Int’l community slams new Taliban rules over women’s face covering


The mandate is adopted “in order to avoid provocation when meeting men who are not Mahram”, according to the Ministry….reports Asian Lite News

The international community has slammed new rules set by the Taliban-led government in Afghanistan over women’s face coverings or hijab, which will be implemented in two steps — encouragement and punishment, according to media reports.

In a statement on Saturday, the Taliban’s Ministry for the Propagation of Virtue and the Prevention of Vice said that if a woman did not cover her face outside the home, her father or closest male relative would be summoned and eventually incarcerated or fired from government jobs, reports Khaama Press.

The mandate is adopted “in order to avoid provocation when meeting men who are not Mahram”, according to the Ministry.

Mahram is a person who is allowed by Islam to stay with women without any need for coverings of the veil.

Under the first step, authorities will “locate the residences of unveiled ladies and to counsel and warn the women’s parents”.

“The woman’s father or guardian is summoned to the relevant department in the second stage, and in the following steps, a case is lodged against the woman’s father or parents, and the person’s trial begins,” the Ministry statement said

The all-encompassing blue burqa, ‘Chadari’, which became a global symbol of the Taliban’s previous extremist rule from 1996 to 2001, was by the government proposed as a suitable covering.

The statement further said that in case if there is no important work outside, women “better stay at home”.

Slamming the move, UN Secretary-General Antonio Guterres said he is “alarmed” that “women must cover their faces in public and leave home only in cases of necessity”.

“I once again urge the Taliban to keep their promises to Afghan women and girls, and their obligations under international human rights law,” TOLO News quoted the UN chief as saying on Sunday.

Rina Amiri, the US special envoy for Afghan women, girls and human rights, said the “Taliban continue to adopt policies oppressing women and girls as a substitute for addressing the economic crisis and need for inclusive government”.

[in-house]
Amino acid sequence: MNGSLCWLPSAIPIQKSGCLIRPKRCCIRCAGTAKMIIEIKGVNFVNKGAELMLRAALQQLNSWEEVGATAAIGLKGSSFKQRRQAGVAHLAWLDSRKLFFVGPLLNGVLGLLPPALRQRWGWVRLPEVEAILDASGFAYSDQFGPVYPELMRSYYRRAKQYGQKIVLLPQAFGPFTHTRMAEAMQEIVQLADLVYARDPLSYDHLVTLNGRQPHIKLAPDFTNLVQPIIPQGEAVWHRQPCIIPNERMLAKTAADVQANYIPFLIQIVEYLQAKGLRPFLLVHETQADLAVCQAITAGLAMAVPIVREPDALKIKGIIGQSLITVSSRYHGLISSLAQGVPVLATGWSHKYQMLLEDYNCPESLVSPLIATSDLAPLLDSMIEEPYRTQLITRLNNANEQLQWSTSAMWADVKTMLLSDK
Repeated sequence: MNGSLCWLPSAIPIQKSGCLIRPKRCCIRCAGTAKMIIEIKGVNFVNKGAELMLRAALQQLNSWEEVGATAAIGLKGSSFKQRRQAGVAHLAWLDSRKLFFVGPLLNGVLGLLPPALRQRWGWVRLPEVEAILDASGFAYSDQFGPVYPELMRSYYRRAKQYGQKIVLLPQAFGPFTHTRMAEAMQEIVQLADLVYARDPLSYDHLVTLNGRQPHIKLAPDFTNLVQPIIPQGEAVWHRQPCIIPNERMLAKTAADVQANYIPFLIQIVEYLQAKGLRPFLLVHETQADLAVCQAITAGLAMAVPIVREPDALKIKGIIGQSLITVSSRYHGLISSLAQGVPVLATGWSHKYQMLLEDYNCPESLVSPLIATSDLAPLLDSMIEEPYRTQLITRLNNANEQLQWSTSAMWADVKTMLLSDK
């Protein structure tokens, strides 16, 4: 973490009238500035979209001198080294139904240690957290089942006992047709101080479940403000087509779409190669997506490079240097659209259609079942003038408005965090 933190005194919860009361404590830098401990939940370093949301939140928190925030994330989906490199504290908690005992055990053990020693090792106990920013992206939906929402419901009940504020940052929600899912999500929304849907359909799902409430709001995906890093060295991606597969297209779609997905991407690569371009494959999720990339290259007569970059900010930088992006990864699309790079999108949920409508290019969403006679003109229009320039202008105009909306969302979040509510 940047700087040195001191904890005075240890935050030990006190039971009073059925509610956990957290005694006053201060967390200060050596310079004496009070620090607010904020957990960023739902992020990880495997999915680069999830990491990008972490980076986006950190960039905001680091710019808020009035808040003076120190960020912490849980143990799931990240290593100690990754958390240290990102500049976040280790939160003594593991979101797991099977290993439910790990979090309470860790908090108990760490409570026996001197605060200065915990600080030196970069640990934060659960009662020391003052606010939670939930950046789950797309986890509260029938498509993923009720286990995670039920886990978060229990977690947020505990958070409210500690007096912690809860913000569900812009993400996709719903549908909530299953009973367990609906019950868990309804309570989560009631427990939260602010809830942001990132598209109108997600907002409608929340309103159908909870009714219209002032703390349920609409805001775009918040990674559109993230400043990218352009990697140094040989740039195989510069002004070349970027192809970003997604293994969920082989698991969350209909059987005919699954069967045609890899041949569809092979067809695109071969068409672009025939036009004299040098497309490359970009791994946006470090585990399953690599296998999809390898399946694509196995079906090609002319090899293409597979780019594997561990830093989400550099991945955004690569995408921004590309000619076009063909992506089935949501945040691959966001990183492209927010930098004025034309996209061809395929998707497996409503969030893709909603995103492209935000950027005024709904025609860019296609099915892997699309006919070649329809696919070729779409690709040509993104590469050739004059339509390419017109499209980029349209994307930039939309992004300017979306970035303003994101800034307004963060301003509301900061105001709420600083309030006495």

The UN Assistance Mission in Afghanistan (UNAMA) also expressed concerns and said it will immediately request meetings with Taliban officials to seek clarification on the status of the decision.

“This decision contradicts numerous assurances regarding respect for and protection of all Afghans’ human rights, including those of women and girls, that had been provided to the international community by Taliban representatives during discussions and negotiations over the past decade.

“These assurances were repeated following the Taliban takeover in August 2021, that women would be afforded their rights, whether in work, education, or society at large,” the Mission added.

Jasper Wieck, special envoy of Germany for Afghanistan and Pakistan, said that “all human beings are born free and equal in dignity and rights”.

Also condemning the new rules, Hugo Shorter, Charge d’Affaires, UK Mission to Afghanistan, said the “Afghan society and economy cannot thrive while half the population is excluded”.

Will increase pressure on Taliban: US

The United States will take steps to increase pressure on Afghanistan’s Taliban government to reverse some of its recent decisions restricting the rights of women and girls if the hardline group shows no sign of rescinding the actions on its own.

“We’ve addressed it directly with the Taliban,” State Department spokesperson Ned Price said in a briefing on Monday. “We have a number of tools that, if we feel these won’t be reversed, these won’t be undone, that we are prepared to move forward with.”

He did not elaborate on the possible steps or indicate how the group, which has already implemented policies curbing 20 years of gains for girls’ and women’s rights, might have a change of heart.

The Taliban on Saturday ordered women to cover their faces in public, a return to a signature policy of their past hardline rule and an escalation of restrictions that are causing anger at home and abroad.

The ideal face covering was the all-encompassing blue burqa, the group said, referring to the garment that was obligatory for women in public during the Taliban’s previous 1996-2001 rule.

The international community has made the education of girls a key demand for any future recognition of the Taliban administration, which took over the country in August as foreign forces withdrew.

Despite that, the Taliban has restricted girls and women from working and limited their travel unless accompanied by a close male relative. Most girls were also barred from going to school beyond seventh grade.

“We’ve consulted closely with our allies and partners,” Price said. “There are steps that we will continue to take to increase pressure on the Taliban to reverse some of these decisions, to make good on the promises that they have made.”

A key piece of leverage held by Washington over the group is the $7 billion in frozen Afghan central bank assets on U.S. soil – half of which the Biden administration is seeking to free up to help the Afghan people, the administration has said.

The United States and other countries have already cut development aid and sanctioned the banking system since the group took over, pushing Afghanistan toward economic ruin.

U.S. Special Representative for Afghanistan Tom West expressed “deep concern” over the Saturday decision in a series of tweets, while the U.S. Ambassador to the United Nations Linda Thomas-Greenfield said it was an “unconscionable” move.

Most women in Afghanistan wear a headscarf for religious reasons but many in urban areas such as Kabul do not cover their faces.

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